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OCTOBER 1ST 2013 readings.docx

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University of Guelph
HIST 2200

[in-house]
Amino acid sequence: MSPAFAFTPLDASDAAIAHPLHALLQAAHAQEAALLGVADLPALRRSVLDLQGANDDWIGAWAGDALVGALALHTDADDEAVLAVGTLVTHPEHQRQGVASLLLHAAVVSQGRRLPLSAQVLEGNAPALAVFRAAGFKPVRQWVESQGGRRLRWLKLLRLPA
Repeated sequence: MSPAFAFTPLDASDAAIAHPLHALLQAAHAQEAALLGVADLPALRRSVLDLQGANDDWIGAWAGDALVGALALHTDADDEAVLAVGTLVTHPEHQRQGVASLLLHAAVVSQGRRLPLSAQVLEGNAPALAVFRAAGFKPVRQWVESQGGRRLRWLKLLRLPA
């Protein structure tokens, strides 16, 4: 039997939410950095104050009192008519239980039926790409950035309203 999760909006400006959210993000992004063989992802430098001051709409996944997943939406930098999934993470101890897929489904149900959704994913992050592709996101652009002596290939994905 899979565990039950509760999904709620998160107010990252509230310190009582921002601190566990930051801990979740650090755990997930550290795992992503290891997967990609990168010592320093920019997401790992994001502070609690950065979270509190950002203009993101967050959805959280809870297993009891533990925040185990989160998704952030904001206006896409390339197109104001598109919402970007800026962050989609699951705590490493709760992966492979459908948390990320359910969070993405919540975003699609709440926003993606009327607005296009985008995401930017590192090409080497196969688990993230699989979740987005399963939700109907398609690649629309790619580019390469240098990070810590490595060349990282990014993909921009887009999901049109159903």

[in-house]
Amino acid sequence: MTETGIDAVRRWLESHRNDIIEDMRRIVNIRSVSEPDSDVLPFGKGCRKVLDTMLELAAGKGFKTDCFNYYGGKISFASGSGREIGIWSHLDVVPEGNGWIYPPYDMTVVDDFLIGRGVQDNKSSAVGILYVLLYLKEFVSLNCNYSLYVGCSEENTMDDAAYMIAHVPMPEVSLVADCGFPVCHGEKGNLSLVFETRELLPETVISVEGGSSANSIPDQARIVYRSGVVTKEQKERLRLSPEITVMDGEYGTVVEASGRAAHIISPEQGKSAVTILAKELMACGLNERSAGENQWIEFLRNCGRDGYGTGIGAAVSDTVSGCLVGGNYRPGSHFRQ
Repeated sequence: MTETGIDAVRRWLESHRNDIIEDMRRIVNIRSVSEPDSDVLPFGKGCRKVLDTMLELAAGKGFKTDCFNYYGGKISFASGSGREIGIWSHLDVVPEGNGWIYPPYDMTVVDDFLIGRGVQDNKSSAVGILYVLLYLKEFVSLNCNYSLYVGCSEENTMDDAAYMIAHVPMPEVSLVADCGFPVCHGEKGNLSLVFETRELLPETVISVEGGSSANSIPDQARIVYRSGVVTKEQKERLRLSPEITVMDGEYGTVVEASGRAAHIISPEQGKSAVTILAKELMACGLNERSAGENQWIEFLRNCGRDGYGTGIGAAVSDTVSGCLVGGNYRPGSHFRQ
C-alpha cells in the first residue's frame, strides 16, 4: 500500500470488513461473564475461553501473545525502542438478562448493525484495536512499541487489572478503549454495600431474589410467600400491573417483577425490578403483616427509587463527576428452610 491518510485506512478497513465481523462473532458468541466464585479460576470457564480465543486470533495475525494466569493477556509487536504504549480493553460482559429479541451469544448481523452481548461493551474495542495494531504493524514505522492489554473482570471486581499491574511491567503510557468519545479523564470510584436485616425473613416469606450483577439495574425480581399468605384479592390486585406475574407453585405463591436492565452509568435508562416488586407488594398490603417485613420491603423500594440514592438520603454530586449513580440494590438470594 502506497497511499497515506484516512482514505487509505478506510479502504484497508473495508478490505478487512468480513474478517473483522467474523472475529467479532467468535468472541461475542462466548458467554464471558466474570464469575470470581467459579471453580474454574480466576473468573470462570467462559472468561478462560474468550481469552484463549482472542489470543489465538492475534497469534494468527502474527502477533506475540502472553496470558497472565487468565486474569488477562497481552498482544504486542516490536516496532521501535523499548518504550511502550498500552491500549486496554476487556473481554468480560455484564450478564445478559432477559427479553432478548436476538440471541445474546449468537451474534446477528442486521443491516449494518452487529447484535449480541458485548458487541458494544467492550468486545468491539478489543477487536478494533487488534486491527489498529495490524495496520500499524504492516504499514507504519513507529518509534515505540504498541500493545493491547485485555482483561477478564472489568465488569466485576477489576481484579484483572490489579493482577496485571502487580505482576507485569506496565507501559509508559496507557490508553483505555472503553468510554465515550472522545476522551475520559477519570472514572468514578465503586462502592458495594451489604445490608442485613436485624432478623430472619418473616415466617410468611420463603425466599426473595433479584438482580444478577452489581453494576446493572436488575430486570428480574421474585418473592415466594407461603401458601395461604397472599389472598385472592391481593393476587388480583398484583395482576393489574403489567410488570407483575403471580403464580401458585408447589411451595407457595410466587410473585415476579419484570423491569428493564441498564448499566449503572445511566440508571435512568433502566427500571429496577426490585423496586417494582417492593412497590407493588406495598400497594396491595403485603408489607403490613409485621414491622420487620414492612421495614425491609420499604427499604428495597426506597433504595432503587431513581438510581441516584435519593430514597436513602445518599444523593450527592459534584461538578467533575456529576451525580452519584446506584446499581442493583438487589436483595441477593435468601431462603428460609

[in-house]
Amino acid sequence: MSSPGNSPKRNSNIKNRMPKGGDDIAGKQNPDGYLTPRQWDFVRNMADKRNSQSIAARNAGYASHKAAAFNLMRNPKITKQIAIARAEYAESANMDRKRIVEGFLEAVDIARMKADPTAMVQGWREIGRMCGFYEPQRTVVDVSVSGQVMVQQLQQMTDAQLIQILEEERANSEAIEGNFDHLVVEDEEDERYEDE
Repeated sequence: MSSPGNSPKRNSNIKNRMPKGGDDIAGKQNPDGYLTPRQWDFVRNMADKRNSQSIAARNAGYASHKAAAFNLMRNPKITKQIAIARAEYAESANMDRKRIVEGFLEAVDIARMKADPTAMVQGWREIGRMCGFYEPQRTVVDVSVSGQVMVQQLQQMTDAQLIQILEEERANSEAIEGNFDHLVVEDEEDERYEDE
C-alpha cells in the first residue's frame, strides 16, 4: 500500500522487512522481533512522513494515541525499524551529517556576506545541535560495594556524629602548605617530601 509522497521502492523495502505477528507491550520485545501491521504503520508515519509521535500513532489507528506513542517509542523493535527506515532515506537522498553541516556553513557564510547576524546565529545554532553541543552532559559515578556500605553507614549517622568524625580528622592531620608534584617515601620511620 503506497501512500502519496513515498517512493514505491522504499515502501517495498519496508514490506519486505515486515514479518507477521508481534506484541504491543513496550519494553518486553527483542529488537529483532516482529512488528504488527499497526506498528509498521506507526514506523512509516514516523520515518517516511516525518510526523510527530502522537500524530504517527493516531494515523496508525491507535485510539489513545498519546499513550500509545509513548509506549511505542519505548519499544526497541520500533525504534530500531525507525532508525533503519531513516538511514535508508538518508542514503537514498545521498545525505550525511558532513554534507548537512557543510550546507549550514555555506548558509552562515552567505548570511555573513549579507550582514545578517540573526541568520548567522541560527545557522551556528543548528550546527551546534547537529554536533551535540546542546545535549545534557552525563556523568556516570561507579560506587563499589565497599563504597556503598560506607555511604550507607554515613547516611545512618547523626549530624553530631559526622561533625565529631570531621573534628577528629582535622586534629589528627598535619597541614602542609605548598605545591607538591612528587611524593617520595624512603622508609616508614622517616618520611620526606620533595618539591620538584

ST HIST 2200 SHORT HISTORY OF THE MIDDLE AGES OCTOBER 1 2013 CHAPTER FOUR POLITICAL COMMUNITIES REORDERED (c.900-c.1050) th th - Centralized Gov. of the 9 c. dissolved in the 10 - In Byzantium- the primacy of the emperor was never effectively challenged - Islamic world: new dynastic groups established themselves as regional rulers - Western Europe: Carolingian kings ceased to control land and men BYZANTIUM: THE STRENGTHS AND LIMITS OF CENTRALIZATION - 1025- empire shadowed the Danube and touched Euphrates - Constantinople emperors radiated power of the imperial court - Centralized model of the state was challenged by powerful men in the countryside THE IMPERIAL COURT - Palace of Constantinople expanded, redecorated, and fortified under Constantine’s successors - More than a symbolic emplacement of imperial power - Central command post of the empire - Servants, slaves, and grooms, top courtiers, learned clergymen, cousins, siblings, and hangers-on of the emperor and empress lived within - Others were on call at every hour - Mainly male preserve but did have women’s quarters - Zoe (d. 1050) – daughter of Constantine VIII – had the right to rule but people were happier when she married - Third gender – eunuchs – raised to be teachers, doctors, or guardians of the women – originally foreigners but soon came from upper class too – some accompanied emperor in sacred duties- one became grand chamberlain (responsible for internal affairs) - Grand chamberlain : Michael Psellus (1018-1092) o New school of phil. At Constantinople founded by Constantine IX flourished o Moralist o Keen to explore the character and emotional life of powerful men and women A WIDE EMBRACE AND ITS TENSIONS th th - Expansion of Byzantium began in 9 century and quickened in the 10 under Nicephorus Phocas and John Tzimisces - Crete- lost to Muslims- retaken - Cyprus reconquered in 965 - Antioch - Basil II (r 963-1025) – Bulgaria defeated and put under Byzantine rule – nickname : Bulgar Slayer - Empire was now a sprawling, multi-ethnic and multilingual o East- embraced Armenians, Syrians, and Arabs o North- included Slavs, Bulgarians, pecheneges (Turkic group ) o West- Lombard’s, Italians, Greeks - Russian soldiers were backbone of Basil’s “Varangian Guard” – elite troops - Mid 11 c. mercenaries included franks, Arabs, and Bulgarians th - 10 c Jews expelled from Constantinople o Affected the silk trade - Annexation of Armenia did not lead to the assimilation of Armenians - Ethnic diversity partly responsible for new regional political movements that threatened centralized imperial control - Regional revolts occurred due to rise of new wealthy class (dynatoi) - Dynatoni : made military men their clients o Held positions in government o Dalasseni family  Army leader (founder of group) and governor of Antioch  Network of connections to other powerful families  Could sometimes defy the emperor and even coordinate rebellions - Rise of provincial aristocracy and prestige of solider emperors worked to change byzantine culture o Civilian to military ideals - Artists portrayed emperors as a symbol of military power THE FORMATION OF RUS - Digenis plied his trade in Anatolia th - Before 9 c. fur traders (Vikings) settled east of gulf of Finland o Took advantage of river networks and trade routes as far south as Iraq and west to Austria - Khazars: powerful state laid upon black and Caspian sea – dominated silk road o Ruled by a khagan (like the Avars and the Bulgars) - Scandinavians (Vikings) – had no khagan but were influenced by its culture and adopted the title for the ruler at their state Novgorod (1 Rus polity) - Rus- ad affiliate in south- Kiev o Occasionally attacked Khazars and Byzantines o Byzantines wanted their fine furs, wax, honey, and slaves o 10 c. brought Khazars empire to its knees - Good relationship b/w Byzantines and rus was through religious conversion o Many Christians lived in rus o Conversion of rus to Christianity was work of Vladimir (r.c978-1015)  Ruler of rus by conquest  98 he adopted byzantine for of Christianity and took the name Basil th th  His conversion was part of a larger movement of the 10 and 11 centuries – most of the remaining non-monotheistic people of western Eurasian land mass adopted 1nof 4 monotheisms: Islam, roman Catholicism , byzantine orthodoxy, or Judaism  Went under protection of pope  Northern Scandinavians were turning to Catholic Christianity  East of rus- Khazars were Jewish  Volga Bulgars converted to Islam - Rus (ancestor of Russia ) became heir of the byzantine church, customs, art, and political ideology DIVISION AND DEVELOPMENT IN THE ISLAMIC WORLD th - In the 11 c. profusion of regional groups and dynasties divided the Islamic world - Was a period of prosperity and intellectual blossoming EMERGENCE OF REGIONAL POWERS - Muslim conquest did not eliminate all local powers or regional affiliations totally - Umayyad and Abbasid caliphates remained strong – imposed rule through governors and army - Caliphate became weak in 10 and 11 c. th - Main groups that emerged: the Samnids, Buyids, Hamdanids, Fatimids and Zirids - There were many smaller independent rulers as well - Lack of revenue was key cause of weakness for Abbasid caliphate. o Landowners, recalcitrant military leaders in various regions of Islamic world refused to pay taxes into treasury o Had to rely on farmland of Iraq o Revolt 869-883 by Zanj who were black slaves from sub-Saharan Africa who had been put to work to turn marshes into farmland – this revolt devastated Iraqi economy o 10 c. Qaramita – a sect of Shi’ites based in Arabia found Iraq easy prey - In the end the caliphs could not pay their troops and therefore people who could took over the reins of power reducing Abbasid political authority - Buyids – belonged to ancient warrior tribes from mountains of Iran o With help of Turkish mercenaries dominated region of the Caspian sea including Baghdad th o End of 10 c their power is challenged o The progressive regionalization and fragmentation of power echoed in the Islamic world and parts of western Europe as well - Fatimids: were Shi’ites – leader claimed to be the true imam, descendent of ali but also the Mahdi. The divinely guided messiah come to bring justice to earth o Allied with the Berbers in n.africa o Rulers of Tunisia and Libya – then moved to rule Egypt, southern Syria and western edge of the Arabian peninsula o Important Sunni rulers: Umayyad’s at Cordoba o Abd al Rahman III took title caliph to counterweight Fatimids o Under his rule al-andalus became a powerful centralized state - Islamic rulers worked to underm